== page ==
jack williams
SHARING — Jack Williams, a member of Jehovah’s Witnesses, shares information with a woman on her front porch. Currently, the Witnesses have suspended door-to-door evangelizing because of the pandemic, but they have long worked to protect the right to do it. PHOTO COURTESY JEHOVAH’S WITNESSES


While Jehovah’s Witnesses have chosen to temporarily suspend their door-to-door ministry due to the pandemic, their activity was almost permanently banned by one U.S. village in the late 1990s — that is, until the United States Supreme Court stepped in with a historic 8-1 decision on June 17, 2002, declaring the local ordinance unconstitutional.

With the 20th anniversary of the precedent-setting decision in Watchtower v. the Village of Stratton, Ohio, at hand, constitutional scholars marvel at the outsized impact the decision has had on the protection of free speech for all, agreeing with former Justice Antonin Scalia’s opinion in the case, “The free-speech claim exempts everybody, thanks to Jehovah’s Witnesses.”

“Looking back on the two decades since the decision, it’s clear to see the wide-ranging impact that Watchtower v. Stratton has had on free speech for all,” said Josh McDaniel, director of the Religious Freedom Clinic at the Harvard Law School. “This is just the latest of some 50 Supreme Court victories by Jehovah’s Witnesses that have helped establish and broaden First Amendment jurisprudence throughout the last century.”

The village of Stratton passed a local ordinance making it a criminal offense to go door to door without first obtaining a permit from the mayor.

Watchtower Bible & Tract Society of New York, the organization representing Jehovah’s Witnesses, brought legal action against the village in District Court and then in the U.S. Court of Appeals for the 6th Circuit, with both courts largely upholding the local ordinance.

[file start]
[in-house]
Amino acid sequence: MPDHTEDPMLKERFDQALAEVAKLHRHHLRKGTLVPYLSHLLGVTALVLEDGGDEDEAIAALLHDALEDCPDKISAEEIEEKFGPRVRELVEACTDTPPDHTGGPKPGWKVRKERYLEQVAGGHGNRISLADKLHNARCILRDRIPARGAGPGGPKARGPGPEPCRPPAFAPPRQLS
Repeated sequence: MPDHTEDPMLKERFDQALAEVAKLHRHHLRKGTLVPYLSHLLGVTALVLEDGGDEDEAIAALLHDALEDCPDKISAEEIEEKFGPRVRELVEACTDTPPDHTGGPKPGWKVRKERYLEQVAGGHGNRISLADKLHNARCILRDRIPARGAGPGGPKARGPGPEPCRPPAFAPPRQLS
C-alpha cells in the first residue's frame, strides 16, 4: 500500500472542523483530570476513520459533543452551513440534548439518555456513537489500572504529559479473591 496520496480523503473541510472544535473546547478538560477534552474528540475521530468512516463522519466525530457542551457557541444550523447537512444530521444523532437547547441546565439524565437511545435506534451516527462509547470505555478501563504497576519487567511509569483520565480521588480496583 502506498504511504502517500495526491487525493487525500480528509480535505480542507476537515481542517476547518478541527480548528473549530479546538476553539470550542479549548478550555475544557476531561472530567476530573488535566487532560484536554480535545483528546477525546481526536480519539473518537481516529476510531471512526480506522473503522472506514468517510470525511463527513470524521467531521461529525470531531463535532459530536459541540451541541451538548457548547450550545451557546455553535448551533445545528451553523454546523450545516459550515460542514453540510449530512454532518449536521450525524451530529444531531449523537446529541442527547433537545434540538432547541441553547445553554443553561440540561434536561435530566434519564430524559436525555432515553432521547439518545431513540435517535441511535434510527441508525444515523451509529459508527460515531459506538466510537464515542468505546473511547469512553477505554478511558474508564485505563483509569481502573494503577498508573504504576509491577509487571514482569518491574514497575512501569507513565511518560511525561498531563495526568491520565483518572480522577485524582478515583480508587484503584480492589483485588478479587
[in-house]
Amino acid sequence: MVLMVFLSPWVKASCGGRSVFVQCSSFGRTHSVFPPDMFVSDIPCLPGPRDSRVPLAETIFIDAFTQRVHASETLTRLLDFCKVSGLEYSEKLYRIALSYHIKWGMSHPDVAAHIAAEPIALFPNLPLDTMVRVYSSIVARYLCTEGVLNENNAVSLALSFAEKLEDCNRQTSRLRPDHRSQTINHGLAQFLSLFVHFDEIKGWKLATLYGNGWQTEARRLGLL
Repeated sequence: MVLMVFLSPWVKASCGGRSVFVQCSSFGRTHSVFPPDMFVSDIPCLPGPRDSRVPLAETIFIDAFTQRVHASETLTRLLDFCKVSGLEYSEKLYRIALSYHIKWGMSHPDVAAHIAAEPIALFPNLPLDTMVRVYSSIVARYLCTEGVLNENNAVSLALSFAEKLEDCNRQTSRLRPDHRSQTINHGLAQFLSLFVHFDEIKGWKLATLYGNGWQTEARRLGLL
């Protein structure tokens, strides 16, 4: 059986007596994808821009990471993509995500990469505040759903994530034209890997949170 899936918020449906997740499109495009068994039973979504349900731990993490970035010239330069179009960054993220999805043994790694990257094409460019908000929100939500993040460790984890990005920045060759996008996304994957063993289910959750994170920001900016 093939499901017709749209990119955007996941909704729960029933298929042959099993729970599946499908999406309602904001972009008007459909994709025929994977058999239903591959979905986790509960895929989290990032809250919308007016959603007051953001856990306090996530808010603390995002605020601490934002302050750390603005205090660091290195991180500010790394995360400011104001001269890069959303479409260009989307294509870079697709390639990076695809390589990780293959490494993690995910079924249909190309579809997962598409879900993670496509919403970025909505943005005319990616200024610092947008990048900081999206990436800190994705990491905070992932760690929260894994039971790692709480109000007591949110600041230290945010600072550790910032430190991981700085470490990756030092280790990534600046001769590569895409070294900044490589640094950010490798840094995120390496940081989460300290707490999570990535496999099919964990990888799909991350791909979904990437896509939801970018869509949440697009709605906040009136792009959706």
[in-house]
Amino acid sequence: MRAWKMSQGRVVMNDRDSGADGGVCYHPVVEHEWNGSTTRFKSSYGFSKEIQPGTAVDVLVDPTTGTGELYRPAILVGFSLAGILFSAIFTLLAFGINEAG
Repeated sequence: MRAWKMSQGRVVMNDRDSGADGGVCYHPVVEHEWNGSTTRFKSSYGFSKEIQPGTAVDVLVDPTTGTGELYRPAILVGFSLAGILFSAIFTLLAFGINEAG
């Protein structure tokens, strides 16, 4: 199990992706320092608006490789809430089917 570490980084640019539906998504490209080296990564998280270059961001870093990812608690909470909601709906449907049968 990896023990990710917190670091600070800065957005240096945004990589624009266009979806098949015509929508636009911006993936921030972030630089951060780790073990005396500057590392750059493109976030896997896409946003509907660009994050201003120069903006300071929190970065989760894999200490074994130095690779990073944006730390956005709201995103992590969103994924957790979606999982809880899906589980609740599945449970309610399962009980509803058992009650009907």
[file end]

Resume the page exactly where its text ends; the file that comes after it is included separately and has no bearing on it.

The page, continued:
The Supreme Court agreed to take up the case. The stakes were high for Jehovah’s Witnesses, who were facing similar restrictions on door-to-door evangelizing in hundreds of other municipalities.

On June 17, 2002, the high court ruled that requiring a permit to knock on doors violated the rights of any person who wants to engage in free speech with their neighbor. The decision paved the way for all citizens to maintain open dialogue with their neighbors on any number of issues, including environmental, civic, political or educational.

“Our motive for initiating the case was clear: We wanted to remove any obstacle that would prevent us from carrying out our scriptural obligation to preach the good news of the Kingdom,” said Robert Hendriks, U.S. spokesman for Jehovah’s Witnesses. “Making it a criminal offense to talk with a neighbor without seeking government approval is offensive to many people, but particularly to God, who commanded Christians to preach the gospel.”

The village of Stratton became a center of controversy in 1998 after the mayor personally confronted four Jehovah’s Witnesses as they were driving out of the village after visiting a resident.

Subsequently, the village enacted the ordinance “Regulating Uninvited Peddling and Solicitation Upon Private Property.”

The court victory in the challenge to this ordinance is one of more than 250 rulings in cases brought by Jehovah’s Witnesses in high courts around the world that have expanded the rights of people of all religious faiths.

“It’s hard to point to any organization, let alone a religious organization, that has had such a profound impact on the shaping of constitutional law over many decades in the Supreme Court,” Harvard professor McDaniel said.

For more information on the Stratton case, go to www.jw.org and type “Stratton” in the search field.

— Barros, of the Jehovah’s Witnesses public-information office, is the Central Florida contact for Jehovah’s Witnesses.


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